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Let $\Omega \subset \mathbb{R}^d$ be a open set, $L^2(\Omega)$ be the Lebesgue space, and $H^1(\Omega)$ be the Sobolev space.

Does it hold that

$(u,v)_{H^1} =0 \Rightarrow (u,v)_{L^2} =0$?

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No, it doesn't hold. For $u,v\in C^1(\Omega)\cap H^1(\Omega)$ we have $(u,v)_{H^1}=(u,v)_{L^2}+(u',v')_{L^2}$. But the dot product can be negative too, so $(u,v)_{H^1}=0$ implies $(u,v)_{L^2}=-(u',v')_{L^2}$, which is not necessarily $0$.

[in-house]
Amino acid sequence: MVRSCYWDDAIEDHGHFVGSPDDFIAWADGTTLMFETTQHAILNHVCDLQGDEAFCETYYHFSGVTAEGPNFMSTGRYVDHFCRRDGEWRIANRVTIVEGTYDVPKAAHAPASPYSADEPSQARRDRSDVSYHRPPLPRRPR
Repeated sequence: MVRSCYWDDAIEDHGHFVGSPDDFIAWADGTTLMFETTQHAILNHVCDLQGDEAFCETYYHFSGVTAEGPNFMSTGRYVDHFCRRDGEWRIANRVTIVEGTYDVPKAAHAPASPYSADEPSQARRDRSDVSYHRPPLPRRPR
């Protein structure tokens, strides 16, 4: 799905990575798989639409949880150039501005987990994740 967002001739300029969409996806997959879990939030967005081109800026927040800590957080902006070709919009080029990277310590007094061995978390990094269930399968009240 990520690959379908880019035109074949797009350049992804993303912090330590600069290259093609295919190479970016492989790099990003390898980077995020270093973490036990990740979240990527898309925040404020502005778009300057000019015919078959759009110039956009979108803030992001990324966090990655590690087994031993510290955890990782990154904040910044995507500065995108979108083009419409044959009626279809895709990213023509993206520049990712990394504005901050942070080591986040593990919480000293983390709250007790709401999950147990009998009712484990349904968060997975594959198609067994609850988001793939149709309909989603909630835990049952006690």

For $d=1$, $\Omega=(0,1)$ we can consider $u(x)=e^{2 x}$ and $v(x)=e^{-\frac12 x}$. We get $$ (u,v)_{H^1}=\int_0^1e^{\frac32x}~dx+\int_0^1-e^{\frac32x}~dx=0$$ while $$ (u,v)_{L^2}=\int_0^1e^{\frac32x}~dx=\frac23\neq 0. $$ You can also see that the other direction is false too. If $(u,v)_{L^2}=0$ we can't deduce $(u,v)_{H^1}=0$. Here we consider $u(x)=x^2-\frac12$ and $v(x)=x$. We get $$ (u,v)_{L^2}=\int_0^1x^3-\frac12 x~dx=\frac14-\frac12\cdot\frac12=0 $$ while $$ (u,v)_{H^1}=0+\int_0^12x~dx=1\neq 0. $$ All in all, you see that orthogonality in $L^2$ and $H^1$ are not the same.

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